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Interactive video lesson plan for: Homer, Odyssey a1-27 (in reconstructed ancient Greek pronunciation)

Activity overview:

text start: 00:51
text end: 04:14
-- English
Tell me, O Muse, of the man of many devices, who wandered full many ways after he had sacked the sacred citadel of Troy. Many were the men whose cities he saw and whose mind he learned, aye, and many the woes he suffered in his heart upon the sea, seeking to win his own life and the return of his comrades. Yet even so he saved not his comrades, though he desired it sore, for through their own blind folly they perished—fools, who devoured the kine of Helios Hyperion; but he took from them the day of their returning. Of these things, goddess, daughter of Zeus, beginning where thou wilt, tell thou even unto us.
Now all the rest, as many as had escaped sheer destruction, were at home, safe from both war and sea, but Odysseus alone, filled with longing for his return and for his wife, did the queenly nymph Calypso, that bright goddess, keep back in her hollow caves, yearning that he should be her husband. But when, as the seasons revolved, the year came in which the gods had ordained that he should return home to Ithaca, not even there was he free from toils, even among his own folk. And all the gods pitied him save Poseidon; but he continued to rage unceasingly against godlike Odysseus until at length he reached his own land. Howbeit Poseidon had gone among the far-off Ethiopians—the Ethiopians who dwell sundered in twain, the farthermost of men, some where Hyperion sets and some where he rises, there to receive a hecatomb of bulls and rams, and there he was taking his joy, sitting at the feast; but the other gods were gathered together in the halls of Olympian Zeus.

-- Italian
Musa, quell'uom di multiforme ingegno Dimmi, che molto errò, poich'ebbe a terra Gittate d'Ilïòn le sacre torri; Che città vide molte, e delle genti L'indol conobbe; che sovr'esso il mare Molti dentro del cor sofferse affanni, Mentre a guardar la cara vita intende, E i suoi compagni a ricondur: ma indarno Ricondur desïava i suoi compagni, Ché delle colpe lor tutti periro. Stolti! che osaro vïolare i sacri Al Sole Iperïon candidi buoi Con empio dente, ed irritâro il nume, Che del ritorno il dì lor non addusse. Deh! parte almen di sì ammirande cose
Narra anco a noi, di Giove figlia e diva.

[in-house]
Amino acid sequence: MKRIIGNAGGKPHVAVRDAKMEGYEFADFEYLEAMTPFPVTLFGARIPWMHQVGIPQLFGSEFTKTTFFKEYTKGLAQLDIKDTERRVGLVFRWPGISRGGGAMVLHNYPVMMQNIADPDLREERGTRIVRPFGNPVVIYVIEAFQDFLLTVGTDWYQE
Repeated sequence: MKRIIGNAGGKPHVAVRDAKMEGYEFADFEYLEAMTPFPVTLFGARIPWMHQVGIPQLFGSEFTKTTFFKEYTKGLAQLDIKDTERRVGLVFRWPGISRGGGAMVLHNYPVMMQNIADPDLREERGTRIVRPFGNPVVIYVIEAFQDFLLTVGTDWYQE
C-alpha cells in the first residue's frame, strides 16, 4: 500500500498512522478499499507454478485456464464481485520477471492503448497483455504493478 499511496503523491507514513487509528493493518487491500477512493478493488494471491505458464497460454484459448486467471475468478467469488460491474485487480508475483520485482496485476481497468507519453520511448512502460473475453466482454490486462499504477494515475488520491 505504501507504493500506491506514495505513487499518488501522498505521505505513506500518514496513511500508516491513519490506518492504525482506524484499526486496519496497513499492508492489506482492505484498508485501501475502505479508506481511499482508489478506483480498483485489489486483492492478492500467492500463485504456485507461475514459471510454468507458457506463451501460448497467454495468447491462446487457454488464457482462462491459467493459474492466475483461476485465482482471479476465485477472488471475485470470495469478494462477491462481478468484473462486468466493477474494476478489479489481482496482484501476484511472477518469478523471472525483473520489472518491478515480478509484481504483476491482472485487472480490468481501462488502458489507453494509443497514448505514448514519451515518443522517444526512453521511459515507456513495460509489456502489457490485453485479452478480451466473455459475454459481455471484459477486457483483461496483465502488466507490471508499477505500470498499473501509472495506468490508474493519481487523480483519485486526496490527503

Già tutti i Greci, che la nera Parca Rapiti non avea, ne' loro alberghi
Fuor dell'arme sedeano e fuor dell'onde; Sol dal suo regno e dalla casta donna Rimanea lungi Ulisse: il ritenea Nel cavo sen di solitarie grotte La bella venerabile Calipso, Che unirsi a lui di maritali nodi
Bramava pur, ninfa quantunque e diva. E poiché giunse al fin, volvendo gli anni, La destinata dagli dèi stagione Del suo ritorno, in Itaca, novelle Tra i fidi amici ancor pene durava. Tutti pietà ne risentìan gli eterni, Salvo Nettuno, in cui l'antico sdegno Prima non si stancò, che alla sua terra Venuto fosse il pellegrino illustre.
Ma del mondo ai confini e alla remota Gente degli Etïòpi (in duo divisa, Ver cui quinci il sorgente ed il cadente Sole gli obbliqui rai quindi saetta) Nettun condotto a un ecatombe s'era Di pingui tori e di montoni; ed ivi Rallegrava i pensieri, a mensa assiso. In questo mezzo gli altri dèi raccolti Nella gran reggia dell'olimpio Giove
Stavansi.

-- Deutsch
Sage mir, Muse, die Taten des viel sich wendenden Mannes,
Welcher so viel geirrt, nach der heiligen Troia Zerstörung,
Vieler Menschen Städte gesehn, und Sitte gelernt hat,
Und auf dem Meere so viel' unnennbare Leiden erduldet,

Seine Seele zu retten, und seiner Freunde Zurückkunft.
Aber die Freunde rettet' er nicht, wie eifrig er strebte,
Denn sie bereiteten selbst durch Missetat ihr Verderben:
Toren! welche die Rinder des hohen Sonnenbeherrschers
Schlachteten; siehe, der Gott nahm ihnen den Tag der Zurückkunft,

Sage hievon auch uns ein weniges, Tochter Kronions.
Alle die andern, so viel dem verderbenden Schicksal entflohen,
Waren jetzo daheim, dem Krieg' entflohn und dem Meere:
Ihn allein, der so herzlich zur Heimat und Gattin sich sehnte,
Hielt die unsterbliche Nymphe, die hehre Göttin Kalypso,

In der gewölbeten Grotte, und wünschte sich ihn zum Gemahle.
Selbst da das Jahr nun kam im kreisenden Laufe der Zeiten,
Da ihm die Götter bestimmt, gen Ithaka wiederzukehren;
Hatte der Held noch nicht vollendet die müdende Laufbahn,
Auch bei den Seinigen nicht. Es jammerte seiner die Götter;

Nur Poseidon zürnte dem göttergleichen Odysseus
Unablässig, bevor er sein Vaterland wieder erreichte.
Dieser war jetzo fern zu den Aithiopen gegangen;
Aithiopen, die zwiefach geteilt sind, die äußersten Menschen,
Gegen den Untergang der Sonnen, und gegen den Aufgang:

Welche die Hekatombe der Stier' und Widder ihm brachten.
Allda saß er, des Mahls sich freuend. Die übrigen Götter
Waren alle in Zeus' des Olympiers Hause versammelt.

Tagged under: Odyssey (Poem),Homer (Author),ancient Greek,Ὀδύσσεια,Οδύσσεια,Odyssee,Odyssé,Odisea,أوديسي,奥德赛,Odysseia,אודיסיאה,ओडिसी,odissea,オデッセイ,오디세이,هوميروس,荷馬,Homerus,Homeros,Ὅμηρος,Όμηρος,Homè,הומר,हॉमर,Homérosz,Omero,ホームラン,호머,کبوتر خانگی,Гомер,одиссея,spoken,reading,classical,aloud,language,learn,

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